Eilberg, the first woman ordained as a rabbi in Conservative Judaism, has produced a practical guide to fulfillment of the Jewish religious commandment to “pursue peace”–not just for personal piety, but to become an effective peacebuilder in the world. Her work addresses both interpersonal conflict and the process of fostering dialogue between groups with deeply entrenched differences. Eilberg provides insight into the basic causes of division, beginning with biochemically based human reactions to fear, and includes her own understandings on peace and conflict theory. The book draws upon, among others, classical Jewish texts and the theology of later Jewish (e.g., Martin Buber) and non-Jewish religious thinkers. Eilberg also offers a peacemaking discipline according to the principles of Mussar, a system of Jewish moral discipline which began in the 10th century C.E., yielding a personal practice that can prevent, and remedy, animosity between oneself and others. Articulate and accessible to both scholars and laypersons, the book includes a rich account of Eilberg’s own experience, building peace between Jews, between Jews and Palestinians, and through interreligious dialogue. — Publishers Weekly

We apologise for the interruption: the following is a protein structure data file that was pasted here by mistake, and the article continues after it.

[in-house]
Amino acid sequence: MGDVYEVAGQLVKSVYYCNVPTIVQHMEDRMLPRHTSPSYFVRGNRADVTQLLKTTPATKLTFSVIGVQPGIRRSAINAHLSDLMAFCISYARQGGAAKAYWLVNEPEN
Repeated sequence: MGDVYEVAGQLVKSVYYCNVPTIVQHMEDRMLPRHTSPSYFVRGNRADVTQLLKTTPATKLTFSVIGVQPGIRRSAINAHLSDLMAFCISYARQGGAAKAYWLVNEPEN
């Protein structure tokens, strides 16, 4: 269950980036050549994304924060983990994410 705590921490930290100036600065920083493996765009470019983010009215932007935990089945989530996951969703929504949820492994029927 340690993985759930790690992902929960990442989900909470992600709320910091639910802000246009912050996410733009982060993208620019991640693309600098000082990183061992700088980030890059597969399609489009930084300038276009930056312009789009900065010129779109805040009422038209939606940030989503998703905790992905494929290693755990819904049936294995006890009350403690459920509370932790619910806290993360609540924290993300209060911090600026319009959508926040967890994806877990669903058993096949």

October 11, 2014 by Reader's Connection
I’ve said this in years past and I’m saying it again. My 12 weeks of holiday suggestions have begun, and reigning supreme over all other gifts, excepting of course the gift of your heart to the one you love, is a gift card from Indy Reads Books.
Once again, these words appear thereon:
A GIFT FOR YOU. AND FOR US.
You, the bearer of this card, are entitled to the designated worth of merchandise at Indy Reads Books.
And this gift is already working to support our adult literacy programs in Indianapolis.